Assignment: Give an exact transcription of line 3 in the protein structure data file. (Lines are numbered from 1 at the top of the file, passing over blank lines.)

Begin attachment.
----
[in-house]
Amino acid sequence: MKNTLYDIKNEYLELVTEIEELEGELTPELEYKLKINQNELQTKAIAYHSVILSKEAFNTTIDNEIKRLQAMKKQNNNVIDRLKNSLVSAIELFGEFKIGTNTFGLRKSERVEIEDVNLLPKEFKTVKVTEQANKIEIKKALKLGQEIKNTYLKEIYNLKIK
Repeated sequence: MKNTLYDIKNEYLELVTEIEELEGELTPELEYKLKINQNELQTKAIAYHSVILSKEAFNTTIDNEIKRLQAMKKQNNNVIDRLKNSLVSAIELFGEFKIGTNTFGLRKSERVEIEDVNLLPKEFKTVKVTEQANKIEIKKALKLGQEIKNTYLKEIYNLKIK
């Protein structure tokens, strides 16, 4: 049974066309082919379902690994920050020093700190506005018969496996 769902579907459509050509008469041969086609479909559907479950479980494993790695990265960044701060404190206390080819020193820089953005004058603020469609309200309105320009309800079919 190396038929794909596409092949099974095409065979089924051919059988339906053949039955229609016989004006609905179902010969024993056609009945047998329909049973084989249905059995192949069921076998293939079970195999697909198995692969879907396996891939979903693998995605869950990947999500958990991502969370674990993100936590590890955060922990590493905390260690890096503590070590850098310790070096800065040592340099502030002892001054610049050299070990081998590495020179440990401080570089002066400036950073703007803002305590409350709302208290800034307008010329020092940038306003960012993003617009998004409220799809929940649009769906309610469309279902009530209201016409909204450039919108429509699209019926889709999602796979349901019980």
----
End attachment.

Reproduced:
Repeated sequence: MKNTLYDIKNEYLELVTEIEELEGELTPELEYKLKINQNELQTKAIAYHSVILSKEAFNTTIDNEIKRLQAMKKQNNNVIDRLKNSLVSAIELFGEFKIGTNTFGLRKSERVEIEDVNLLPKEFKTVKVTEQANKIEIKKALKLGQEIKNTYLKEIYNLKIK